Save a life. Adopt a Greyhound.


Offline Baruch

Re: Drew_2017
« Reply #33 on: February 01, 2017, 12:31:49 PM »
Each chooses their own bias.  I could be insane, with multiple personalities, and all these posts are by me, myself and I ;-)
שלום

Offline Mr.Obvious

Re: Drew_2017
« Reply #34 on: February 01, 2017, 02:19:40 PM »
Each chooses their own bias.  I could be insane, with multiple personalities, and all these posts are by me, myself and I ;-)

He's close to a breakthrough!
E = Mc²

In the end, we are all standing in the dark,
trying to figure out why we are here.
But let us not choose one direction
without proof of where it is headed.

Check your pocket for matches
so we can observe and learn together
as fast friends and relative idiots.

Offline Baruch

Re: Drew_2017
« Reply #35 on: February 01, 2017, 07:26:27 PM »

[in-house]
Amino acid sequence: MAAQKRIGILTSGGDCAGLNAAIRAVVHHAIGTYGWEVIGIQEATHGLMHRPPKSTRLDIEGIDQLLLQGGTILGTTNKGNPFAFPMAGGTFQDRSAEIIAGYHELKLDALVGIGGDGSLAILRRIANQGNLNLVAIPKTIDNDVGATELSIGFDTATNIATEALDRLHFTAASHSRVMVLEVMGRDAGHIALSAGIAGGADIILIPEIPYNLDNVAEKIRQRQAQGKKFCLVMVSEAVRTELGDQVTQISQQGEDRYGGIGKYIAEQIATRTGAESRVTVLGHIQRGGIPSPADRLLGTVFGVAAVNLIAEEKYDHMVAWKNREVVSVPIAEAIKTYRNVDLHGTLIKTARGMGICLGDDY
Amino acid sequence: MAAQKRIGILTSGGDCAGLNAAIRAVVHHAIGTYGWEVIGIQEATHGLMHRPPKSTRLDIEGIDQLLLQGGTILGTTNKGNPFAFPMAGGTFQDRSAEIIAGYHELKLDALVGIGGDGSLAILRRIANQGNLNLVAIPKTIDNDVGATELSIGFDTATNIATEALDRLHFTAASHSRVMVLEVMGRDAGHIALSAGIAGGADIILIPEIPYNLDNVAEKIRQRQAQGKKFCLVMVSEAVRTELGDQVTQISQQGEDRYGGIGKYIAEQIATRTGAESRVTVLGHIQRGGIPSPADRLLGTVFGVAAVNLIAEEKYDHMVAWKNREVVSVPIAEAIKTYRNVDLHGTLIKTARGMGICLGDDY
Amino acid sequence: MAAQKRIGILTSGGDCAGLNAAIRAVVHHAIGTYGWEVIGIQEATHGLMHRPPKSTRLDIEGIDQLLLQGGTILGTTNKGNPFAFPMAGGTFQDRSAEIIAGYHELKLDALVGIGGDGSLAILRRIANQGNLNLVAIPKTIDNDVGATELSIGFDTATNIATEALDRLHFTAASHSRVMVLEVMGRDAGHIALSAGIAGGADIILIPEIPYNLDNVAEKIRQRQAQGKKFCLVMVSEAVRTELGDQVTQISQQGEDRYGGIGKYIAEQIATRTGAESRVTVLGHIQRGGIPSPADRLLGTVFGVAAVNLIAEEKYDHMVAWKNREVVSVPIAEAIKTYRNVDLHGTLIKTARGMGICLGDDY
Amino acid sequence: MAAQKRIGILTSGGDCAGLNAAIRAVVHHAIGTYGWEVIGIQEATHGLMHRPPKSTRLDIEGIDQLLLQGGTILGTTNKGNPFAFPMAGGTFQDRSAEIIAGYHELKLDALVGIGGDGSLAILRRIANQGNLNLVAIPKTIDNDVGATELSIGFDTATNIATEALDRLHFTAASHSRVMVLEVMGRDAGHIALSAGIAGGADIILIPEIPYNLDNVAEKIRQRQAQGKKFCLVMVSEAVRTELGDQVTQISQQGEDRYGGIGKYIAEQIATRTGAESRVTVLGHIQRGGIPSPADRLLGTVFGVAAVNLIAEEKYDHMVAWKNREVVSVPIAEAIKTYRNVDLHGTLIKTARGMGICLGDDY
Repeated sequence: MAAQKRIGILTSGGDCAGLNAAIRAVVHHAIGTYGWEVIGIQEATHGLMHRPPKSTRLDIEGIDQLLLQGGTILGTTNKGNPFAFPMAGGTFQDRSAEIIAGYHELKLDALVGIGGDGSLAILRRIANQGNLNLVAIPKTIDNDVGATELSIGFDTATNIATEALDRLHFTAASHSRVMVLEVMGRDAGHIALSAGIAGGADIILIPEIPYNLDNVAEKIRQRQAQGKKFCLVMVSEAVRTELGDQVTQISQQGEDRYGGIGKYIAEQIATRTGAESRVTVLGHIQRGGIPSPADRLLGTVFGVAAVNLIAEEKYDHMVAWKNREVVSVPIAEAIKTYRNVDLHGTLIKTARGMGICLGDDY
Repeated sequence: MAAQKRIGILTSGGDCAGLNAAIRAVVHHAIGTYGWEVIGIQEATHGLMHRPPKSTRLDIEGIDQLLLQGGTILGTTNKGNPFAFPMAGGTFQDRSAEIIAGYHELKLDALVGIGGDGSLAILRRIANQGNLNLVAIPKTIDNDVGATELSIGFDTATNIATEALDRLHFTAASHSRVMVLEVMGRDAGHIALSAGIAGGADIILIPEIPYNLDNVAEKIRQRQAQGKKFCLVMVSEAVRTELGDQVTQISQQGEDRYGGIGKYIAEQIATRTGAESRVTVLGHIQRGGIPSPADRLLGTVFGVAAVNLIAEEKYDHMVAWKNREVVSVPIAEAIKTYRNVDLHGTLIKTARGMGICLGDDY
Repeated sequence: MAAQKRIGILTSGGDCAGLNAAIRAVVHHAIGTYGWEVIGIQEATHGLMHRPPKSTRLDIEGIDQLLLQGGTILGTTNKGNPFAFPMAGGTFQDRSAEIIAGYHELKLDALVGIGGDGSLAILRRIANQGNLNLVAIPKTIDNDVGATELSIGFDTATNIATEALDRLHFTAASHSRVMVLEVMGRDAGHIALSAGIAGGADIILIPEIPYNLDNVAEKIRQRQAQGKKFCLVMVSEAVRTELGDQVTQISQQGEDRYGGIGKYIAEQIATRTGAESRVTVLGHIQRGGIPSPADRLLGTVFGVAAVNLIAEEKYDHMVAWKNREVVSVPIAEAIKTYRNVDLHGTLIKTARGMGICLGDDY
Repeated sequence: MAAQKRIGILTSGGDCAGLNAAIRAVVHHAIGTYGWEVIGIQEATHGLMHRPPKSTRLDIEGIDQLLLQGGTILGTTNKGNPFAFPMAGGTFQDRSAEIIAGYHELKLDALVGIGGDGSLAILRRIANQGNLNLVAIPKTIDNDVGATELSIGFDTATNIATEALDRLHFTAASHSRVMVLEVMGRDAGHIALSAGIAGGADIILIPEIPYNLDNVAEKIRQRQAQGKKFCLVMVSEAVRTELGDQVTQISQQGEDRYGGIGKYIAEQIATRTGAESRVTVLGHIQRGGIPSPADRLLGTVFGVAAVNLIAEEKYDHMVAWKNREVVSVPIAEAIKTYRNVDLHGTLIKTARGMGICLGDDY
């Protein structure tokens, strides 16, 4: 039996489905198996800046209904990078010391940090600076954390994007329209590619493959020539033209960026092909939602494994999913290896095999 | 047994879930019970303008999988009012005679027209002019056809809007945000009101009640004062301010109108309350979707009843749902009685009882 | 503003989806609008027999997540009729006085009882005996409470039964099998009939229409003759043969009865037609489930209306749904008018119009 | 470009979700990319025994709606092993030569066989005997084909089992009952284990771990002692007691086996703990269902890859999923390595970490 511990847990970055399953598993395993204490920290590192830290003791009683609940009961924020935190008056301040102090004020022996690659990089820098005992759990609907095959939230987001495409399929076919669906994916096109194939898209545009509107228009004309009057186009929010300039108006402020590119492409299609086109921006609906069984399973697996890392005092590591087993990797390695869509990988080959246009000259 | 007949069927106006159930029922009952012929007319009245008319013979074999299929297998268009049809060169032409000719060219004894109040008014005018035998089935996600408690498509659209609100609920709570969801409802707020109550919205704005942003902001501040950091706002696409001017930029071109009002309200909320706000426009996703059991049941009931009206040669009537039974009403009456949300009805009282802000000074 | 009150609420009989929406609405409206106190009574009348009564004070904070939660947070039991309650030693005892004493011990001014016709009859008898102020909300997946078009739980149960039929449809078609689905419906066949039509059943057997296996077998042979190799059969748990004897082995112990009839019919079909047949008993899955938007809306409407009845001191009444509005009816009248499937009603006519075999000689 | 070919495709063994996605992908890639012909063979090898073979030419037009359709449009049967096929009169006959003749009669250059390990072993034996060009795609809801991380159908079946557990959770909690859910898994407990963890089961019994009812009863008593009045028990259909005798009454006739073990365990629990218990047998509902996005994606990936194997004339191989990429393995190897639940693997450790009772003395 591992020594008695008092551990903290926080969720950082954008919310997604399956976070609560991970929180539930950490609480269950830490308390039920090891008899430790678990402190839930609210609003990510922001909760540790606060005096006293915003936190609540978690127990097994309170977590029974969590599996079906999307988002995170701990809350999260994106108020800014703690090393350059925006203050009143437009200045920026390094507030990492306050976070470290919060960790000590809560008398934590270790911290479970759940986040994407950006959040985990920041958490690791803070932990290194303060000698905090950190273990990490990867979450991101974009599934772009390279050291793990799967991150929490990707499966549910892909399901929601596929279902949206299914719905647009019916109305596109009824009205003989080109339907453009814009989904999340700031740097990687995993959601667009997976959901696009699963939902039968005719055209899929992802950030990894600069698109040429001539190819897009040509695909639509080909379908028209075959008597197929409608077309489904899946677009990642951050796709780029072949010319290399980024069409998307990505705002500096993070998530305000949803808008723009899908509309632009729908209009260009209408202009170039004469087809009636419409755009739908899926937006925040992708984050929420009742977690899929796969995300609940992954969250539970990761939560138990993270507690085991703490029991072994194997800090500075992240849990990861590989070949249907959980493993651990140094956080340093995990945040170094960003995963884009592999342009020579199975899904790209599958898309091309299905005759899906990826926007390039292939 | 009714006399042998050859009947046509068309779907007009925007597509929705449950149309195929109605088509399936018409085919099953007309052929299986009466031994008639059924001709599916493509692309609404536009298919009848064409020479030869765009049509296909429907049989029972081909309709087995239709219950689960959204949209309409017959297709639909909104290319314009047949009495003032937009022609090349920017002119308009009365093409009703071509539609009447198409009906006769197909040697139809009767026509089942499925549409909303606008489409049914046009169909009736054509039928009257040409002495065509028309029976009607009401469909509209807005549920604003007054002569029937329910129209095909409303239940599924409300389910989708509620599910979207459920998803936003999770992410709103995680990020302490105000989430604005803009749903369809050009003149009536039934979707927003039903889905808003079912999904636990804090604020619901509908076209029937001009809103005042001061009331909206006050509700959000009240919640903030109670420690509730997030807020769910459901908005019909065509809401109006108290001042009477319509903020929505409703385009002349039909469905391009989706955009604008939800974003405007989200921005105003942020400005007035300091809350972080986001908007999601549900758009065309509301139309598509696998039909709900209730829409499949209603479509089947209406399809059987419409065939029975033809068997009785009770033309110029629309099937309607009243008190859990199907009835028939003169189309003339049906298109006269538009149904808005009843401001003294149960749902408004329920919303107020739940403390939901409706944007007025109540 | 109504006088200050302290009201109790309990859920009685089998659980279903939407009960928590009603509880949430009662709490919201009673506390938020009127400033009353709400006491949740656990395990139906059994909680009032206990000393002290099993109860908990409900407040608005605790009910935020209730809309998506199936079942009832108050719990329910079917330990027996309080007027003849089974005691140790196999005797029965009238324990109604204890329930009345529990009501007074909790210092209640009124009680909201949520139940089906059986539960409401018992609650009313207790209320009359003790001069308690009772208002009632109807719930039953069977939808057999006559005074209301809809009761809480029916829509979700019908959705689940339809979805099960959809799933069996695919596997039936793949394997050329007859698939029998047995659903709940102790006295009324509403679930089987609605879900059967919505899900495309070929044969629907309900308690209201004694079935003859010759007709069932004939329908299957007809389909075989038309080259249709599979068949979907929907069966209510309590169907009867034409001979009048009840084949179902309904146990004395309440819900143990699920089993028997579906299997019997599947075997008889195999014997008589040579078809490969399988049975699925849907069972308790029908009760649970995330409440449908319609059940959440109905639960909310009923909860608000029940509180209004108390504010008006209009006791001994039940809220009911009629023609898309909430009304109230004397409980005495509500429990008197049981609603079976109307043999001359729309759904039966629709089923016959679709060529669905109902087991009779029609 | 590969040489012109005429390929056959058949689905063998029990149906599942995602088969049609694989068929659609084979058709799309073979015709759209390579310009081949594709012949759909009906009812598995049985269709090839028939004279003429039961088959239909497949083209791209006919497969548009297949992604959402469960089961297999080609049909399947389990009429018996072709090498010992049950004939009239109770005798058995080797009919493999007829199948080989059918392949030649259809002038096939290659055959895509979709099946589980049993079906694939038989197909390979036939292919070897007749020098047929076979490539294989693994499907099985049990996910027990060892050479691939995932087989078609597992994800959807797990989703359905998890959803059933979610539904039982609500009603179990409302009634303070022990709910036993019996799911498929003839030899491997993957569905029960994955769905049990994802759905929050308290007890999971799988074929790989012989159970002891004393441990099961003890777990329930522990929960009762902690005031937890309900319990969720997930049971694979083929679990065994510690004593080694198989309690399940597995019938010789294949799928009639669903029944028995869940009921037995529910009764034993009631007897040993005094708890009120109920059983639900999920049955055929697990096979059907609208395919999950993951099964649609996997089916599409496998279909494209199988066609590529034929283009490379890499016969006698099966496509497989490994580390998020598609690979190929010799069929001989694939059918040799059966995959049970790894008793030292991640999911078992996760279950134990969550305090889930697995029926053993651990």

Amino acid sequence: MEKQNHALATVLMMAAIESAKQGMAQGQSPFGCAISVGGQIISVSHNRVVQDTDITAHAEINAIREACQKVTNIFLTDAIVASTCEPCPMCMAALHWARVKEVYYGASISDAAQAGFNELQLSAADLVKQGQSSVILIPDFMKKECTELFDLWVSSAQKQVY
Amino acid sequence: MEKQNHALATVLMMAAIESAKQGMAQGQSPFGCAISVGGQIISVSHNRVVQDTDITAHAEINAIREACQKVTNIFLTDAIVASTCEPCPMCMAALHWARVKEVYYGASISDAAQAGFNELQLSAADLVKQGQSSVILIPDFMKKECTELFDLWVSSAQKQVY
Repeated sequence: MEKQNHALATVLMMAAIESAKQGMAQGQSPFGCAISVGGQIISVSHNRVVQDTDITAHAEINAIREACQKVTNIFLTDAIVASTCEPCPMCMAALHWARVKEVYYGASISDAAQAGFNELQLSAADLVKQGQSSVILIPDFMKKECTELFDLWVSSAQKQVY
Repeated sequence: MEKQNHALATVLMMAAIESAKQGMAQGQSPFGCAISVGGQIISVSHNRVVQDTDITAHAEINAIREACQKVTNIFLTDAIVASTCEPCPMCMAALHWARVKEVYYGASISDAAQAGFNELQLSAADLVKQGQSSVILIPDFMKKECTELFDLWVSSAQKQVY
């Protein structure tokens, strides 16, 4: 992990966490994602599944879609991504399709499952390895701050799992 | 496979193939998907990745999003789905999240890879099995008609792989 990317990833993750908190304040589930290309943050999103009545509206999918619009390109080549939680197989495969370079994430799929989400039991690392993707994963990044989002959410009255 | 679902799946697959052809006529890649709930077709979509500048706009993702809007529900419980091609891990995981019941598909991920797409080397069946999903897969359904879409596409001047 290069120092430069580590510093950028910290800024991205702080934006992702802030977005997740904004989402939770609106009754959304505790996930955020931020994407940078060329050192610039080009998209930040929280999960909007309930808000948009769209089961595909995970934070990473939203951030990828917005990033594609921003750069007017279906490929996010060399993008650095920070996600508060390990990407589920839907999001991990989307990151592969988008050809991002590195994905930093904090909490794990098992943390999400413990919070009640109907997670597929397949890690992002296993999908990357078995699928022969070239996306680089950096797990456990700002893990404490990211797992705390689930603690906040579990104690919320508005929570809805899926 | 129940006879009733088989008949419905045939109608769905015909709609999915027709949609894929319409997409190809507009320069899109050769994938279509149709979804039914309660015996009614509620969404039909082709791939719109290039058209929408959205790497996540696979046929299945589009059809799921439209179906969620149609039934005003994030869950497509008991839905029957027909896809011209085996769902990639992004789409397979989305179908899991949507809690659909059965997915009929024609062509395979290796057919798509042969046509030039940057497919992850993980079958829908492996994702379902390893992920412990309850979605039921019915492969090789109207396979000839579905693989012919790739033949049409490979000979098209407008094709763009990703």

He's close to a breakthrough!

Yes, but I need to do a better job of liking all my alter egos ;-)
שלום

Re: Drew_2017
« Reply #36 on: February 01, 2017, 07:49:00 PM »
God Not Found
"It is not God that is worshipped but the group or authority that claims to speak in His name. Sin becomes disobedience to authority not violation of integrity."
Radhakrishnan, Sir Sarvepalli

Offline Baruch

Re: Drew_2017
« Reply #37 on: February 01, 2017, 08:08:17 PM »
If you make a mess with torn paper, you get to clean it up.
שלום

Offline Drew_2017 (OP)

Re: Drew_2017
« Reply #38 on: February 01, 2017, 10:15:48 PM »